Calculating the costs of offshore sourcing is a bit like buying a new car. The sticker price says one thing, but start adding on features (or in this case lead times) and you end up paying a lot more than you bargained for.
The trouble for purchasing professionals is that the accounting department only looks at the sticker price -- they don't consider transportation costs, duties, currency fluctuations, transit damage and delays, and myriad other scenarios that impact the cost of "cheap" offshore products and parts, according to Michael Harding, a principal of Harding & Associates, a consulting firm specializing in lean manufacturing and supply chain management.
Harding presented "Calculating the Impact of Increased Leadtimes of Foreign Purchases" at the recent Institute for Supply Management conference in Las Vegas.
To drive home the point of correctly calculating costs of offshore sourcing, Harding asked session attendees who they would buy from based on these three suppliers and respective unit prices: Able Corp., $12.25; Baker Ltd., $12.65; Couch Inc., $13.10.
Guide To Global Sourcing
To be competitive, companies must be able to fairly evaluate the balance of risks, costs and performance of a potential new supplier before making a global sourcing decision. To that end, the International Chamber of Commerce's ICC Legal Handbook on Global Sourcing Contracts aims to help small- and medium-sized companies navigate these international waters.
According to the handbook, the process can be made simpler by involving an outside agent, namely the local chamber of commerce. The local chamber can also supply lists of professionals in a given country, such as accountants, lawyers, surveyors and government licensing bureaus, to help conclude a sourcing agreement.
"This handbook helps small companies build a better business plan for global sourcing. It covers all the important steps, from structuring requests for information to moving on to requests for proposals to drafting contracts, evaluating suppliers and identifying possible loopholes," says Michael Hancock, co-chair of ICC's Task Force on Global Sourcing.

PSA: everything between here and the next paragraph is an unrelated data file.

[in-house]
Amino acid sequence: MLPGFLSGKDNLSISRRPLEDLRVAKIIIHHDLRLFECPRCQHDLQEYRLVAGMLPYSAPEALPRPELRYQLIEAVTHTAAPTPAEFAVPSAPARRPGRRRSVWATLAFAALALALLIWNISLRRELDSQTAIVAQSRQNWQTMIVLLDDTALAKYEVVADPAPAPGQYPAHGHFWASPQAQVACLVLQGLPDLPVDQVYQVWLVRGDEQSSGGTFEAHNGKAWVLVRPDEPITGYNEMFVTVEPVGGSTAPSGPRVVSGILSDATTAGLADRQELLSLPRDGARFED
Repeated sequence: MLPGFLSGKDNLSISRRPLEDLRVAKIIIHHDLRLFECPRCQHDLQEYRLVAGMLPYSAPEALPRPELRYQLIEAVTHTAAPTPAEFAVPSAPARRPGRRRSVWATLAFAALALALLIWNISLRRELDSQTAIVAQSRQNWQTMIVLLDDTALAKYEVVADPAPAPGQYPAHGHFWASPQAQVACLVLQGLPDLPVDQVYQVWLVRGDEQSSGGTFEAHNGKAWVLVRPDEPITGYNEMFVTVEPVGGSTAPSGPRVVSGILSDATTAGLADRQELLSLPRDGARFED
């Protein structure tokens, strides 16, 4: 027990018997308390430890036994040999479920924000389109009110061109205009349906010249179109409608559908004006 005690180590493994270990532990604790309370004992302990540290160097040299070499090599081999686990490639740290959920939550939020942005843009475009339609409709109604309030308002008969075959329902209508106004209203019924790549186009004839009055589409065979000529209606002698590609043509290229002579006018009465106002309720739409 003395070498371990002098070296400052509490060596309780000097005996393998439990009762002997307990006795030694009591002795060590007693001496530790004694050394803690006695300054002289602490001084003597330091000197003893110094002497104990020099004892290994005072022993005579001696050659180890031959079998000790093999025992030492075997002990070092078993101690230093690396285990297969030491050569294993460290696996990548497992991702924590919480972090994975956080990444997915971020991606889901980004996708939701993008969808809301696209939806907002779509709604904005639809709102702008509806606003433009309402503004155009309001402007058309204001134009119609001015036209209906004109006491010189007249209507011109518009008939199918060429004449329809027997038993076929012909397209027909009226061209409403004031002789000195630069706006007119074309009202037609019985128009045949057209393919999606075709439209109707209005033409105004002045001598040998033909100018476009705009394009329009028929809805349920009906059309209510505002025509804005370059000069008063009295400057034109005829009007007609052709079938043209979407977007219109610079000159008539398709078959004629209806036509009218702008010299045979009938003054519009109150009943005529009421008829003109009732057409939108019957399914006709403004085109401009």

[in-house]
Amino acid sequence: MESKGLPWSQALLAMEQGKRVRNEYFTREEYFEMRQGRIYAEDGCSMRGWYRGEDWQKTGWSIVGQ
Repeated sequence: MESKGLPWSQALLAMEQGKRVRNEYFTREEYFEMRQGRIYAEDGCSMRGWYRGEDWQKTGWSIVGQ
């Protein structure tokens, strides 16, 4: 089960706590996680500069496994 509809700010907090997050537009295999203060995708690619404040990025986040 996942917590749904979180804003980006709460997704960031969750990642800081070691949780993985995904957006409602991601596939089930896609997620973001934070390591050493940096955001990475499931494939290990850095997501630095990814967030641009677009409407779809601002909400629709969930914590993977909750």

Add just a bit of information (lead time) and a new supplier of choice emerges: Able Corp., $12.25, 10 weeks; Baker Ltd., $12.65, 7 weeks; Couch Inc., $13.10, 2 weeks.
Calculate the costs of carrying inventory (in this example Harding uses 1.5% per week), and in this hypothetical situation the new costs of the fictional widgets: Able Corp., $14.09; Baker Ltd., $13.98; Couch Inc., $13.49.
To determine the actual costs of lead time, "start with the cost of carrying inventory stated as a percent per year. Divide it by 52 to obtain the percent per week," notes Harding in The Supply Management Handbook (2006, The McGraw-Hill Cos. Inc.).
"Once an appropriate percentage has been determined, multiply it by the supplier's quoted lead time (in weeks). This becomes the multiplier for unit price."
The Costs of Carrying Inventory
|Recognized Costs||Approximate % per year|
|Interest rate of money||5-10|
|Space (occupancy and utilities)||7|
|Unrecognized Costs||Approximate % per year|
|Personnel (warehouse, inventory control, etc.)||10-15|
|Capital equipment (fork lifts, racks, etc.)||5-10|
|Computation costs (hardware + transactions)||3|
|Secondary quality costs (reinsertion)||5-10|
|Rework, handling damage, additional loss||5-10|
Source: Michael Harding and Mary Lu Harding, Purchasing, 2nd ed., Barron's Educational Series